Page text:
Sunday share tips: Consort Medical, Weir Group
In her ‘Inside the City’ column for the Sunday Times, Sabah Meddings ws looking at pharmaceuticals firm Consort, and how the ongoing government shutdown in the US was affecting its portfolio.
With a number of federal agencies out of action as a result of Donald Trump’s demands for border wall funding, many drug firms were left waiting in limbo with regards to Food and Drug Administration (FDA) approval for their new products.
For Consort, it was awaiting a decision on its generic version of GlaxoSmithKline’s lung disease treatment ‘Advair’.
The company had partnered with Dutch pharmaceuticals group Mylan to make the new inhaler, ‘Wixela’, and had hoped to be the first among GSK’s competitors to get a generic version of Advair approved.
Wixela could end up being worth £15m per year to Consort, Meddings said, which currently had a market cap of £394.9m.
The firm had announced that Mylan’s launch was delayed in December, which has seen Consort’s shares fall 20% since 4 December - the date it warned that profits would come in £3m below its forecasts.
It appeared shareholders were now split on the decision to either drop their Consort shares, or take it as a bargain hunting opportunity.
Meddings noted that Consort’s price-to-forward earnings ratio of 26.3x made it 25% cheaper than other manufacturers - a discount Shore Capital thought was correct, given the scale of Consort’s larger competitors.
However, with shares around the 800p mark, Meddings also said that Consort’s value was based on its existing portfolio, which included inhalers, injection devices, and pills.
Analysts at Panmure Gordon said the eventual launch of a generic version of GSK’s Advair could only be a boost for the stock, slapping a 1260p target price on the shares, while Shore Capital lifted its rating to ‘buy’ from ‘hold’ on Friday, with a target price of 900p.
Meddings said that, should the FDA give Wixela the thumbs-up when it reopens, it would still be some months before Consort saw the benefits flow through to its revenues, with Mylan understood to be sitting on a stockpile of inhalers.
However, when the rewards arrive, they were bound to be “lucrative” according to Meddings.
“Consort’s sell-off has been overdone - and if the shares do remain at this level for much longer, the company could be an attractive takeover target,” she wrote.
“Just look at what happened to the interventional medicine specialist BTG, which was snapped up by larger American rival Boston Scientific in November for £3.3bn.
“Whatever the future holds, it is likely to include value for shareholders. Buy.”
Over in the Mail on Sunday, the ‘Midas’ column was looking at pump specialist Weir - a firm that began building steamship pumps in Glasgow in 1871, and is still based in the city.
The firm, which boasts a headcount of around 18,000 people across 70 countries, sees annual sales of about £2.5bn and profits just under £300m.
Midas said that, while steamships were now long gone, Weir had moved its products with the times over the last 150 years, moving into different sectors and innovating as it went.
The company’s shares were standing at £14.15, down from their high of more than £23 last summer, though they should rebound this year and going forward, Midas said.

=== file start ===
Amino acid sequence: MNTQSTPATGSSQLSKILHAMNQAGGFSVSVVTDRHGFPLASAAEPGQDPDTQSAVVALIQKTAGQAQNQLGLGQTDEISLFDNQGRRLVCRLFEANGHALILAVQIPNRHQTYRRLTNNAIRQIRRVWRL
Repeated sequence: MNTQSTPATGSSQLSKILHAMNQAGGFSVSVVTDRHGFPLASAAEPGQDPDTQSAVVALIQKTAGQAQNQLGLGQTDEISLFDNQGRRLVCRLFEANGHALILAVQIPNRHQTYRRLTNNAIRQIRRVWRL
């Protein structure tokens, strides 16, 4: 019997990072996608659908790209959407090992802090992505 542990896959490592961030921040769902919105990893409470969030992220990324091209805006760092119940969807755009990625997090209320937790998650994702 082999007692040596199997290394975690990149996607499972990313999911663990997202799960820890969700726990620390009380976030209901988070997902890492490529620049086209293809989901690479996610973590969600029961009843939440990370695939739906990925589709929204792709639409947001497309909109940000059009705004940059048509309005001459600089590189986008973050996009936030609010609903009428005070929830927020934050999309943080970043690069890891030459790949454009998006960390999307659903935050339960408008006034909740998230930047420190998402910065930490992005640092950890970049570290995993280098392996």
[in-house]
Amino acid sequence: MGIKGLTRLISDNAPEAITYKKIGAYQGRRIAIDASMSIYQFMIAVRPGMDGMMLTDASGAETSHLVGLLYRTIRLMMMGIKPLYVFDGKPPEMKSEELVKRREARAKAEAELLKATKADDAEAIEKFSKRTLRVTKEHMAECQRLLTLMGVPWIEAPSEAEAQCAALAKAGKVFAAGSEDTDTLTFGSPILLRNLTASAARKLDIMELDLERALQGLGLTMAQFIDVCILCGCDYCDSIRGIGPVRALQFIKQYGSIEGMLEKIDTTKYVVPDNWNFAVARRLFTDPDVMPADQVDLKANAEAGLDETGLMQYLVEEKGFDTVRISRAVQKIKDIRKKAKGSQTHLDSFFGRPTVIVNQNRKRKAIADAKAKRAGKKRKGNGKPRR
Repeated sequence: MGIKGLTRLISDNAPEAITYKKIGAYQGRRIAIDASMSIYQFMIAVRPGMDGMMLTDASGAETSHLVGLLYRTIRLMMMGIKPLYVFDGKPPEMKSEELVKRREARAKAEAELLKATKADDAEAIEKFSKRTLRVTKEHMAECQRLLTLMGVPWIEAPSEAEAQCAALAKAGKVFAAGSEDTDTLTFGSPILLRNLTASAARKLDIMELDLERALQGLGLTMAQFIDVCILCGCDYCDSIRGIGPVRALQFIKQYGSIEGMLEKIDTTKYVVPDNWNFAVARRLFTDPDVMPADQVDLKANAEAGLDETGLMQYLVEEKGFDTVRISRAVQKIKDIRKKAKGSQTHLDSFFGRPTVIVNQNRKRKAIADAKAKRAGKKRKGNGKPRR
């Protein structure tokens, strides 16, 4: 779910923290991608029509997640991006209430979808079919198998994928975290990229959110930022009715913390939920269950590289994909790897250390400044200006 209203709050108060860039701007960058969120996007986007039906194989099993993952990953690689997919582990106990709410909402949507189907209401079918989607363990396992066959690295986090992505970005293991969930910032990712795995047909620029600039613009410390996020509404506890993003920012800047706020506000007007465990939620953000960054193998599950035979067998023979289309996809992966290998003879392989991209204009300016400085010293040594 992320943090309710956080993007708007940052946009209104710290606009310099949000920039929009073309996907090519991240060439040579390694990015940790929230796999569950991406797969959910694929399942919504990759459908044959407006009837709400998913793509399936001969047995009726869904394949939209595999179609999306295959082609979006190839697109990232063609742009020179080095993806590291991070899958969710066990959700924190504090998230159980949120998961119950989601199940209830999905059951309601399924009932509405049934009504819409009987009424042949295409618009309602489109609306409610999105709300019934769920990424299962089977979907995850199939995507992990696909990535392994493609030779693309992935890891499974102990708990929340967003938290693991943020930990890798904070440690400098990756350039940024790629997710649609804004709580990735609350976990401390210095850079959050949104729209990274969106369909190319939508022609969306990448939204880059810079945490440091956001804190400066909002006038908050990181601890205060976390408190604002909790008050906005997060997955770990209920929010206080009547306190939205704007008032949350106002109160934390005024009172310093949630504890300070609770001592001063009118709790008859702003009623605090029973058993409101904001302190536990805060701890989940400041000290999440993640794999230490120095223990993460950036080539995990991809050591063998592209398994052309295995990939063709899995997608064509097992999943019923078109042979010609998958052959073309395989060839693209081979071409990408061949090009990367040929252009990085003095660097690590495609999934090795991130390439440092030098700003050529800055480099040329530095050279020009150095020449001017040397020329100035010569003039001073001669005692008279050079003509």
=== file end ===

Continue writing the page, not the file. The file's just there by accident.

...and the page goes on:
Weir’s dividend record was described as “enviable” as well, with the board at least maintaining and often increasing shareholder distributions every year for more than three decades.
These days, Weir was focussed primarily on the oil and gas and mining sectors, with one of its main sources of income supplying customers in the mining sector with equipment to process and refine metals.
It also maintained and repaired equipment from service locations around the world too, with that proximity to major mining areas a real selling point to companies that could face costs of more than £0.5m per day during production stoppages.
Aftermarket care of the equipment ot sells made up more than two-thirds of Weir’s revenues, Midas claimed, and helped it to be more resilient during difficult times for its clients’ sectors.
Recently, chief executive Jon Stanton steered the company to spend almost $1.3bn on American extraction equipment provider ESCO, giving Weir a broader product range and a larger customer list.
At the same time, Stanton also announced the disposal of its power business Flow Control, with discussions over the £300m sale still ongoing.
Midas said that sale would allow Weir to concentrate on mining, oil and gas, where the company’s board believed it could deliver the best long-term value to shareholders.
It did note that last autumn, a number of shareholders were “spooked”, when Weir confirmed that some issues in the American fracking sector had affected its business, slowing sales and aftermarket revenues.
Those problems were expected to ease through 2019, however, and were somewhat offset by “strong progress” in the mining sector, boosted by its ESCO transaction.
Weir will announced its 2018 results at the end of February, with brokers forecasting sales of almost £2.4bn, in line with those seen in 2017.
Profits were anticipated to rise 18% to £296m, with a 5% improvement in the dividend pencilled in at 46.2p.
“Sales are likely to rebound in 2019, with profits moving ahead strongly too,” Midas wrote.
“Reassuringly too, more than 95% of Weir’s business is generated outside the UK so Brexit has very little impact, one way or the other.”